In other areas, Ian was making minute steps forward, too. I was determined that his education would not be confined to the classroom but would envelop his entire life. Expecting great things and sensing that it would be all too easy to forget where we had started, I began making notes of all the small improvements as they happened –
28th February 1999 – Taught Ian to tap the seat of the swing to show me what he wants.
5th March – Ian began to use pictures on the fridge to indicate that he wanted food.
10th March – Ian took his plate of food from me in the kitchen and carried it through to the dining room and set it carefully on the table.
18th March – Ian built a four-barrel tower.
19th March – Ian took his shorts off by himself.
20th March – Ian built a seven-block tower.
22nd March – Ian imitated me for the first time. He also helped me remove his t-shirt.
24th March – Ian climbed into his car seat on his own.
31st March – A block fell to the floor and, without prompting, Ian picked it up and put it back on the table.
1st April – Ian climbed out of the car, entirely on his own. Ian responded to “Show me horse” by reaching out to touch a horse’s face.
3rd April – Ian starts to smile back when you smile at him.
8th April – Ian allowed me to trim his nails without fuss. [This is a big one!]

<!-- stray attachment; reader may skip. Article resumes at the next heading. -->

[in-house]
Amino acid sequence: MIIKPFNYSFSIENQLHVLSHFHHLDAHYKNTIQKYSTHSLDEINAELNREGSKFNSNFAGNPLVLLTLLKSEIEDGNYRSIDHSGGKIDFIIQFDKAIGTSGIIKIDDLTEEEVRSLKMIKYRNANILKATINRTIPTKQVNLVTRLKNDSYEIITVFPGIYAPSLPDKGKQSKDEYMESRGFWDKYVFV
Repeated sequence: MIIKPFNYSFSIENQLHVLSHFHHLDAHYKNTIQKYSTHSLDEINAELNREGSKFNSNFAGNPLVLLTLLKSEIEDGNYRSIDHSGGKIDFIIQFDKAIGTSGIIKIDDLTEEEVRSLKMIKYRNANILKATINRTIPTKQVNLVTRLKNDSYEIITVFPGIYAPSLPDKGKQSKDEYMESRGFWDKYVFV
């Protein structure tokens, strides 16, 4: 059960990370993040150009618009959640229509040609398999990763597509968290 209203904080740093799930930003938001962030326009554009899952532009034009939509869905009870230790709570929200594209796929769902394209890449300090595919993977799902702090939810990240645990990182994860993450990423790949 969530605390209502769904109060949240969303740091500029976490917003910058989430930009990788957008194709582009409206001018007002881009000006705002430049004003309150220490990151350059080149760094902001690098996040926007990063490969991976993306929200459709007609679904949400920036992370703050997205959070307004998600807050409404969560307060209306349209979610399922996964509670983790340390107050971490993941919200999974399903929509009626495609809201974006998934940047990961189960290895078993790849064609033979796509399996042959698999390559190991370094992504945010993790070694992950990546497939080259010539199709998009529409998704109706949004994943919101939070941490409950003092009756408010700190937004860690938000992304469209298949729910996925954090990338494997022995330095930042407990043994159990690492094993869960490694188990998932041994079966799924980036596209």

11th April – Ian responds to “Show me dog” by reaching out to touch a dog.
12th April – Ian participated in the preparation of his juice, taking it out of the fridge, handing it to me, closing the fridge door while I poured, putting the juice back in the fridge and shutting the door behind him.
16th April – Ian completed a four-piece puzzle entirely on his own. At my request, Ian clapped happily throughout Oranges and Lemons.
17th April – Ian built a 10-block tower. I dawned on me that Ian no longer scratched or picked incessantly at his skin.
27th April – Ian imitates me imitating a cow.
29th April – Ian consistently imitates a vocal rhythm. Ian participated in a game of “Put on hat,” laughing and chuckling, and displaying appropriate turn taking.
Individually these might seem such small achievements, but to us, they were huge. Each event was a ‘first’ and was celebrated.
Ian’s education had made a very promising start.
Addendum to Chapter Five –
Whether I do it here, or later, somewhere along the line I am going to have to explain our approach.
We didn’t go into this therapy programme to ‘cure’ Ian of his autism. We already knew that wouldn’t be possible – or appropriate. However, we did go into to it to deliberately modify his behaviour.
Partly because we lived in South Africa (where we knew Ian’s future would be severely impacted by his autism) and partly because we wanted to give him an opportunity to be the best version of himself he could be – and linking to us in a meaningful way would help him achieve this – we went along the therapy route with guns a-blazing.
At this time, there was no literature by adult autists explaining the (potential) trauma of an intense therapy programme, or the pain some have experienced by being forced to give direct eye contact. We had no frame of reference for things like this, one way or the other. We did what we believed was right – on the strict understanding that we would at all times be guided by Ian. If he showed any sign of distress, therapy would be stopped.